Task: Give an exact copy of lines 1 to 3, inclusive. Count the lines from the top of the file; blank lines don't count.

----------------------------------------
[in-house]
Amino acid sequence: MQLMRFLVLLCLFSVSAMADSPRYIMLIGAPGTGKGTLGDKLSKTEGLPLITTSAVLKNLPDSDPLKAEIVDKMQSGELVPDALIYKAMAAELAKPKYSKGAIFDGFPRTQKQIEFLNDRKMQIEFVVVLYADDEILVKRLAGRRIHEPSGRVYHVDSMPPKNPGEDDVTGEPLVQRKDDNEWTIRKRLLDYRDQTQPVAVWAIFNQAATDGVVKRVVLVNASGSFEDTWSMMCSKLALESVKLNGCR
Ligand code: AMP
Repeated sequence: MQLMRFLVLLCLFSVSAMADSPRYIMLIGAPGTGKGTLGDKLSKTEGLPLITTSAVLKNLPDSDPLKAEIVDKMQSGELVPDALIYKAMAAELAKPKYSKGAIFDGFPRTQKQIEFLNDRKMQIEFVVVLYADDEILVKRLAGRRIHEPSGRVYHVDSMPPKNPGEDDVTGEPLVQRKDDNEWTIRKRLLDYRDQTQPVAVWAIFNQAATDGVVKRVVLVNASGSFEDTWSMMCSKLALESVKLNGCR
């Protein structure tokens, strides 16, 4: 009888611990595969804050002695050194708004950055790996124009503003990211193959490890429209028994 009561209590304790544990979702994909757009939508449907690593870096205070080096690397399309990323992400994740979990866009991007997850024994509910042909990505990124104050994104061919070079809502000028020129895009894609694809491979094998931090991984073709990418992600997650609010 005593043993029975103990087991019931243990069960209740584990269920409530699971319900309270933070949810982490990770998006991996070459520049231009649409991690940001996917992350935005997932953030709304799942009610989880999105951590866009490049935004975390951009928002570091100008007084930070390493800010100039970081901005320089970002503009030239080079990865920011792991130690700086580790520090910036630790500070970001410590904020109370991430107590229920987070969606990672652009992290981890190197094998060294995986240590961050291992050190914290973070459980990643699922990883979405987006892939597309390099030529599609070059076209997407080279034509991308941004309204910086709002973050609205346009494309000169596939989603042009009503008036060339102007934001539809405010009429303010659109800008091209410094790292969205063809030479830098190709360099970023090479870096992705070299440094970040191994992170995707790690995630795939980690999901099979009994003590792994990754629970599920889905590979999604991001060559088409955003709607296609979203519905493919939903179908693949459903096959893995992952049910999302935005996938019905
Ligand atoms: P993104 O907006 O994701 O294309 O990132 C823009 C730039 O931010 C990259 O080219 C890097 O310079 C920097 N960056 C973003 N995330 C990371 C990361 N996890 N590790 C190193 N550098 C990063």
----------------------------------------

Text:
[in-house]
Amino acid sequence: MQLMRFLVLLCLFSVSAMADSPRYIMLIGAPGTGKGTLGDKLSKTEGLPLITTSAVLKNLPDSDPLKAEIVDKMQSGELVPDALIYKAMAAELAKPKYSKGAIFDGFPRTQKQIEFLNDRKMQIEFVVVLYADDEILVKRLAGRRIHEPSGRVYHVDSMPPKNPGEDDVTGEPLVQRKDDNEWTIRKRLLDYRDQTQPVAVWAIFNQAATDGVVKRVVLVNASGSFEDTWSMMCSKLALESVKLNGCR
Ligand code: AMP